Moving On

At the end of 2018, I asked out a girl I was interested in -- for anonymity’s sake, we can call her M -- in an effort to start 2019 without any lingering regrets. Though I had not expected M to reciprocate my feelings, given that I had previously implied my romantic interest in her months before to little reassurance, rejection is never a pleasant prospect. I have been on the “unhappy” end of rejection many times before, and even so, I do not envy the task of saying “no.”

As much for her sake as for my own, I stepped away from talking to M for some time in an effort to get her off my mind. Although I had accepted -- with more grace than even I expected of myself -- that her feelings towards me would never be the ones I wished they would be, it benefited no one to dwell on her. And as I had been the main driving force in our text conversations, once I decided to take a break from her, we soon stopped talking. It was a bittersweet decision, and though I knew it would do me good to take some time away from those knotted feelings, I knew I would miss the companionship that had attracted me to her in the first place.

Some weeks ago, nearly half a year after I had last spoken to her, M texted me out of the blue. It was an innocuous enough message -- a book recommendation, like so many of the messages from before -- but all it took was reading the words, “I read this and thought of you,” and the memory of my feelings for her came rushing back. Despite what women might sometimes perceive of men, we are just as capable of being lovestruck, and in this day and age, the giddiness of receiving a text from someone you like is a feeling that needs no description.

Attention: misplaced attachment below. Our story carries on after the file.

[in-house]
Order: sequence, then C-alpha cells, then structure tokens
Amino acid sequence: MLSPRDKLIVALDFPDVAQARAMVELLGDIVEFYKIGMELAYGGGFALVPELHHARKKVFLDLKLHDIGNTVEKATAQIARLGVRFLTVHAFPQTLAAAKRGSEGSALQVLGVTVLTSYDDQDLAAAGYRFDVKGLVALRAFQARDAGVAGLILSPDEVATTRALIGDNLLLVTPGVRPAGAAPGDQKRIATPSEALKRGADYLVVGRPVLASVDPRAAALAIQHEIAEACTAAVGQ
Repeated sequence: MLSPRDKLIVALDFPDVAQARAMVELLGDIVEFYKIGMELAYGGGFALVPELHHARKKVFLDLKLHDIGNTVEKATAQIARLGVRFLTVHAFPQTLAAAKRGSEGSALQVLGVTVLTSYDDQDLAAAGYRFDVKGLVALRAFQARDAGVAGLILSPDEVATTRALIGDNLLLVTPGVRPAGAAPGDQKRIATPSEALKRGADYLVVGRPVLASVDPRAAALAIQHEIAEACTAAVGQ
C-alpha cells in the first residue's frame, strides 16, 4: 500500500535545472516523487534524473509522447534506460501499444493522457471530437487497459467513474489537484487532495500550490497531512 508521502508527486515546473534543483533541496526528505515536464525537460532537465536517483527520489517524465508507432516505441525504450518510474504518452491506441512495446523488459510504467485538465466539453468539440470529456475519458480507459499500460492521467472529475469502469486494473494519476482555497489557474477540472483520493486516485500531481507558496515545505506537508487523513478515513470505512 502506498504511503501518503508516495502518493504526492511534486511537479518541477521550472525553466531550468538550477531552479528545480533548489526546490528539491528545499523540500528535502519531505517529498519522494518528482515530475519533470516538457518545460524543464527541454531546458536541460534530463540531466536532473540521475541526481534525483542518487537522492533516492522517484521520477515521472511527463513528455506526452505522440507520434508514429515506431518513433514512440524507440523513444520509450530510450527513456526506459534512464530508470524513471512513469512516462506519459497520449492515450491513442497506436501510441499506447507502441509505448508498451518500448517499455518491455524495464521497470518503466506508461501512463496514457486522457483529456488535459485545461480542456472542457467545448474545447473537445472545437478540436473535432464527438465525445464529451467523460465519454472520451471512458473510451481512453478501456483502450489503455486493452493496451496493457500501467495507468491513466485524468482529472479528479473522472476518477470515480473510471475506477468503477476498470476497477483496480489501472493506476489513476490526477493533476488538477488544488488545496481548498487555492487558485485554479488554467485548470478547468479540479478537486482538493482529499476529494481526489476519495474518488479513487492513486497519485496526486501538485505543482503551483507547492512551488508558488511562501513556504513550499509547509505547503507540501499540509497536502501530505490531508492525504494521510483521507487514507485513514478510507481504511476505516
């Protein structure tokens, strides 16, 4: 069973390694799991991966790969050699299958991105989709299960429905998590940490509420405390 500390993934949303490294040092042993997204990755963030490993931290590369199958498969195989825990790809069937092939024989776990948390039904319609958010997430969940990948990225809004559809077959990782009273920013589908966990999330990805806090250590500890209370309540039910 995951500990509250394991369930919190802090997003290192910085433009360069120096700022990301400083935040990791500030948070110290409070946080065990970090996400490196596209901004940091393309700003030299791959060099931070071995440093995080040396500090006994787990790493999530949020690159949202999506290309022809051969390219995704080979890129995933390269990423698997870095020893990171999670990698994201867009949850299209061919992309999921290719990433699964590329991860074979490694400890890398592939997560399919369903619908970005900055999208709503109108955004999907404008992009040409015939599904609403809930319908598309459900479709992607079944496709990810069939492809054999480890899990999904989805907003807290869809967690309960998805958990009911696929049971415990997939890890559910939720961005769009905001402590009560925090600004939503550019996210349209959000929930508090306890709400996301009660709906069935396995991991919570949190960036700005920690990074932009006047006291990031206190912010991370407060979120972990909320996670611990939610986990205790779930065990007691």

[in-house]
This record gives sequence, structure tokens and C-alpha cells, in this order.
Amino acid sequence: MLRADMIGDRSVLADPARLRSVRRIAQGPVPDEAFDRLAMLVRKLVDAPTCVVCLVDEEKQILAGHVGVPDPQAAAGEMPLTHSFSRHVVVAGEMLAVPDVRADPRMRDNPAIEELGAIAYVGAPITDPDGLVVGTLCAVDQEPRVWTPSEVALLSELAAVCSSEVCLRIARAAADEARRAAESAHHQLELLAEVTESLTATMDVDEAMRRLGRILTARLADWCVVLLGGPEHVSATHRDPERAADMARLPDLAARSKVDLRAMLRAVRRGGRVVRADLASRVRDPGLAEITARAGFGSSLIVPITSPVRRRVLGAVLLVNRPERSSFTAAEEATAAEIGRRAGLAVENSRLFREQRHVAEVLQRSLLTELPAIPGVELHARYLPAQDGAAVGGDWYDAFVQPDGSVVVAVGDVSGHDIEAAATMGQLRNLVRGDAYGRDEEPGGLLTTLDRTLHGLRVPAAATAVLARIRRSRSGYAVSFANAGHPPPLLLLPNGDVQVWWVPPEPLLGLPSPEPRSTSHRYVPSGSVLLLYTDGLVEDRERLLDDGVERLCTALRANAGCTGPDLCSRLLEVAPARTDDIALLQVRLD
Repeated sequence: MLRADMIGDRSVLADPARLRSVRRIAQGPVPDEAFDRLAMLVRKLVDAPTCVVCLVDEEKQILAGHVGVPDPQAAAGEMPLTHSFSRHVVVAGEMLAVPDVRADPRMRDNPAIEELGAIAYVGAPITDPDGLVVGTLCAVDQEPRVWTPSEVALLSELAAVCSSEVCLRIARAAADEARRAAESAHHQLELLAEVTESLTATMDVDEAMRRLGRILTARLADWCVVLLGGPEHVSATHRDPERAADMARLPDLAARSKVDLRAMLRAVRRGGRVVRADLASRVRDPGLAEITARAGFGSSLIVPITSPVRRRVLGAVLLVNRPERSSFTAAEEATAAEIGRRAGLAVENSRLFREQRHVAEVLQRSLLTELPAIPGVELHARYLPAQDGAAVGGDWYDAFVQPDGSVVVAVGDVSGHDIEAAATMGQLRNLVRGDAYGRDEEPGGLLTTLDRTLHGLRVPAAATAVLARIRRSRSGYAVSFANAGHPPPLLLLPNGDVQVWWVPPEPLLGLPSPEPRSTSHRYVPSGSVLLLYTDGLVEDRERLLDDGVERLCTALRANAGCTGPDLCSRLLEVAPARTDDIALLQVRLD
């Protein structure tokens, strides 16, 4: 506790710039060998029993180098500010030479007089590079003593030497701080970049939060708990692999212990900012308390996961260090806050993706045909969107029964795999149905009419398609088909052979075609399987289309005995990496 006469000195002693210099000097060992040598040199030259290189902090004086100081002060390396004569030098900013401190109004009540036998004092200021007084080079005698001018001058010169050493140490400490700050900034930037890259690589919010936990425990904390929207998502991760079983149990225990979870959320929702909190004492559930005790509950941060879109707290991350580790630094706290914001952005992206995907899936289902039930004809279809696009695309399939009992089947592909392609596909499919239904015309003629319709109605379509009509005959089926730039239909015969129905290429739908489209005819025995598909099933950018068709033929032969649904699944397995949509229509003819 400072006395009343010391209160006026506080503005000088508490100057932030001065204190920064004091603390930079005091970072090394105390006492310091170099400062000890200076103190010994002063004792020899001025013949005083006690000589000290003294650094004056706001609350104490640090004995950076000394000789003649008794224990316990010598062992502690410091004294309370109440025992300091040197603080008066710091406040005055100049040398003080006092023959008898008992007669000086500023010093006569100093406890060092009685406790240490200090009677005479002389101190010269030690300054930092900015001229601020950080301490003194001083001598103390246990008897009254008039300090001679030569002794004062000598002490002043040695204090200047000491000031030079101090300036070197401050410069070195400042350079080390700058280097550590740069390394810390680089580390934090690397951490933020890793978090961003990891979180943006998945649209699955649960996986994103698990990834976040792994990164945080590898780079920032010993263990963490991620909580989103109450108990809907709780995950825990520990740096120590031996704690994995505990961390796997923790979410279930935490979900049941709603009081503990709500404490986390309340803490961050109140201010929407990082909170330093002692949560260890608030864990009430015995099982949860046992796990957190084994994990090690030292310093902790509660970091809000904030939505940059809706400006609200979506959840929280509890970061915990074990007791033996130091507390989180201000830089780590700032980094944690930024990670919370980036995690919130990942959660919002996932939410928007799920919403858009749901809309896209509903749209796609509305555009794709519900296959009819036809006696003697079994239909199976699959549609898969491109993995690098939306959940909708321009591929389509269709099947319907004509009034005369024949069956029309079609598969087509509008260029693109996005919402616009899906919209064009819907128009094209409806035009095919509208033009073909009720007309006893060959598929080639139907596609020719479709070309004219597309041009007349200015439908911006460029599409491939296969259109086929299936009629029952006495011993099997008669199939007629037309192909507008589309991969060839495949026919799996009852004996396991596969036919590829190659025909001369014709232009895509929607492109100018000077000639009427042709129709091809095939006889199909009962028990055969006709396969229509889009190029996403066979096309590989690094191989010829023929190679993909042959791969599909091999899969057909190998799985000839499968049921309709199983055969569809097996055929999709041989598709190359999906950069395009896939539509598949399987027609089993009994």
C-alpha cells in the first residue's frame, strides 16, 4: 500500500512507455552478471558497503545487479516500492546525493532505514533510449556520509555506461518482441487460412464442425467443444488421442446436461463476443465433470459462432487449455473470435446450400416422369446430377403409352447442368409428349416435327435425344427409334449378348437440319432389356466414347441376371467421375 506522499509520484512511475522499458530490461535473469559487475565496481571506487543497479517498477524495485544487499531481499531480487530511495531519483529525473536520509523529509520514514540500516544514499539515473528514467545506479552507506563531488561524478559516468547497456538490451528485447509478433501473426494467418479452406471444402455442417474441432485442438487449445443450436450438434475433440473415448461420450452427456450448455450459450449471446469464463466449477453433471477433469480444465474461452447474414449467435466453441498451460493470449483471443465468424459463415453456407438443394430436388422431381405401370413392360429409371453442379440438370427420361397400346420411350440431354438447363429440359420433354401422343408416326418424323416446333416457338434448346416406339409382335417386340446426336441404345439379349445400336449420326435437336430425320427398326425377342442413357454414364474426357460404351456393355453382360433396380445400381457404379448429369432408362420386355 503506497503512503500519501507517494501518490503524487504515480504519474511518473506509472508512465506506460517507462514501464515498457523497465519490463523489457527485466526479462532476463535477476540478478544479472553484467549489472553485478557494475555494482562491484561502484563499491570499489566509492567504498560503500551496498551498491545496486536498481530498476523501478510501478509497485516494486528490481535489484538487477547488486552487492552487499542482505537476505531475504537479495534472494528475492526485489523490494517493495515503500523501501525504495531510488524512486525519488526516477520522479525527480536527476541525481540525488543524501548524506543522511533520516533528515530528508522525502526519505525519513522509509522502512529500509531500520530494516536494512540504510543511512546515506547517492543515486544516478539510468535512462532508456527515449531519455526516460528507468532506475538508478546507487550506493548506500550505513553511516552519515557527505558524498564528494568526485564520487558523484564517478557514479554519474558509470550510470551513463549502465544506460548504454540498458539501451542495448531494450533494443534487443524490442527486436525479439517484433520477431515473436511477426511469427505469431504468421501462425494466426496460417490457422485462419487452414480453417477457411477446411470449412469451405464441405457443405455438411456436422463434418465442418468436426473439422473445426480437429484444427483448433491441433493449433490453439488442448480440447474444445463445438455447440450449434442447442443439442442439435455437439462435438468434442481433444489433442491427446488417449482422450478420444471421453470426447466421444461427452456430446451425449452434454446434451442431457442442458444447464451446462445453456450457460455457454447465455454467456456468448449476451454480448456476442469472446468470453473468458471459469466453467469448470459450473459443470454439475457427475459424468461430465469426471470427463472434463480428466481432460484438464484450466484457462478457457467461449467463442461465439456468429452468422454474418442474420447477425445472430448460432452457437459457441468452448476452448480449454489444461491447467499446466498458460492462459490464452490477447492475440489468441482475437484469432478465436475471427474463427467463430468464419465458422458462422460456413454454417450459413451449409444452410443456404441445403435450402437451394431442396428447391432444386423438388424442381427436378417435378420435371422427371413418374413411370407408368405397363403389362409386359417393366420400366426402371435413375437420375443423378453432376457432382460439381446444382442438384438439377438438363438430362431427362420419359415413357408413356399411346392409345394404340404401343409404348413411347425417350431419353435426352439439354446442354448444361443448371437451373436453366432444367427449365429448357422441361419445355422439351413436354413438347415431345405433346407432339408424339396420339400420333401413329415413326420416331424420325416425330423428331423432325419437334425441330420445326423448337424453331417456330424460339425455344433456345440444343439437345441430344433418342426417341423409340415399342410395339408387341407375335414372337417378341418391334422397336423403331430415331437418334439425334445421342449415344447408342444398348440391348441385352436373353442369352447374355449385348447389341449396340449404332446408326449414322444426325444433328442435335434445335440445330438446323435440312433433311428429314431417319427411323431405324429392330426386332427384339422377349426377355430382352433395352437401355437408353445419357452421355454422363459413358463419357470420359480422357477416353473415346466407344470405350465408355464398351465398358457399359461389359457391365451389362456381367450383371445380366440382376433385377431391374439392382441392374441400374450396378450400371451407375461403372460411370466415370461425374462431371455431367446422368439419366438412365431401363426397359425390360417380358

But it was on me again to not delude myself over M’s intentions; she has always been the kind of person who is often friendly for friendliness’ sake -- a quality in women that too often gets mistaken by men for attraction. It would have been unfair to her to presume any change in her feelings, and I knew it was time to move on.

I’ve come to understand that the way to move on -- from a lost friendship, from an unrequited crush, from a lost opportunity -- is not to completely cut oneself off from a source of happiness; instead, we must reevaluate the parameters of our happiness, and realize that it comes in many different forms. I believe that my life is happier with M’s presence -- even as only a friend -- and if maintaining that connection means adjusting to a different position than I wished, so be it. It’s long since past time to learn the lesson of humility.